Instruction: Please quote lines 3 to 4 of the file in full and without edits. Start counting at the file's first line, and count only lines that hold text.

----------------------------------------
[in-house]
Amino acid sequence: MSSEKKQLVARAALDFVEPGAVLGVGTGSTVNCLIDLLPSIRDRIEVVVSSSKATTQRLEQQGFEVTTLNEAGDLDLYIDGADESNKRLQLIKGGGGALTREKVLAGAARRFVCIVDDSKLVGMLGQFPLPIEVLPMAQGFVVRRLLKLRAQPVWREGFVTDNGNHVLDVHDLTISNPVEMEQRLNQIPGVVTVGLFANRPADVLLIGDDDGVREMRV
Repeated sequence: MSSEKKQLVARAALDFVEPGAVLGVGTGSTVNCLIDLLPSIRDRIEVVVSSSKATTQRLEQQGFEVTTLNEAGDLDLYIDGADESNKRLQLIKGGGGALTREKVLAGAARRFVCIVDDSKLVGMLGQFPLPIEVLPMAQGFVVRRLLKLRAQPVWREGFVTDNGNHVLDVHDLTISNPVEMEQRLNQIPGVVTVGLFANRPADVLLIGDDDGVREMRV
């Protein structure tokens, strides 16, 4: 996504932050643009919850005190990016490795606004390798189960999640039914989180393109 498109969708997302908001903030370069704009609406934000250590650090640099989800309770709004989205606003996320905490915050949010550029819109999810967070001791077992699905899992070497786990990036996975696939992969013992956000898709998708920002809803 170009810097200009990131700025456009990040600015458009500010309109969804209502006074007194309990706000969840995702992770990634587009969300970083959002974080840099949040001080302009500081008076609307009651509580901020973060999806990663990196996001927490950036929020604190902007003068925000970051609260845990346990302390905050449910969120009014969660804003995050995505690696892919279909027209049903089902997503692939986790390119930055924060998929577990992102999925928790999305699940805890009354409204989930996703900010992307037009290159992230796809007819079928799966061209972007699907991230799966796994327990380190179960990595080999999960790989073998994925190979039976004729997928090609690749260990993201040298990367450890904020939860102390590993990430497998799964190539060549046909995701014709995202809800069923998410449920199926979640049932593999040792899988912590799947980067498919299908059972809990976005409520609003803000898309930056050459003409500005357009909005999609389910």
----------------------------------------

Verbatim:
Repeated sequence: MSSEKKQLVARAALDFVEPGAVLGVGTGSTVNCLIDLLPSIRDRIEVVVSSSKATTQRLEQQGFEVTTLNEAGDLDLYIDGADESNKRLQLIKGGGGALTREKVLAGAARRFVCIVDDSKLVGMLGQFPLPIEVLPMAQGFVVRRLLKLRAQPVWREGFVTDNGNHVLDVHDLTISNPVEMEQRLNQIPGVVTVGLFANRPADVLLIGDDDGVREMRV
């Protein structure tokens, strides 16, 4: 996504932050643009919850005190990016490795606004390798189960999640039914989180393109 498109969708997302908001903030370069704009609406934000250590650090640099989800309770709004989205606003996320905490915050949010550029819109999810967070001791077992699905899992070497786990990036996975696939992969013992956000898709998708920002809803 170009810097200009990131700025456009990040600015458009500010309109969804209502006074007194309990706000969840995702992770990634587009969300970083959002974080840099949040001080302009500081008076609307009651509580901020973060999806990663990196996001927490950036929020604190902007003068925000970051609260845990346990302390905050449910969120009014969660804003995050995505690696892919279909027209049903089902997503692939986790390119930055924060998929577990992102999925928790999305699940805890009354409204989930996703900010992307037009290159992230796809007819079928799966061209972007699907991230799966796994327990380190179960990595080999999960790989073998994925190979039976004729997928090609690749260990993201040298990367450890904020939860102390590993990430497998799964190539060549046909995701014709995202809800069923998410449920199926979640049932593999040792899988912590799947980067498919299908059972809990976005409520609003803000898309930056050459003409500005357009909005999609389910």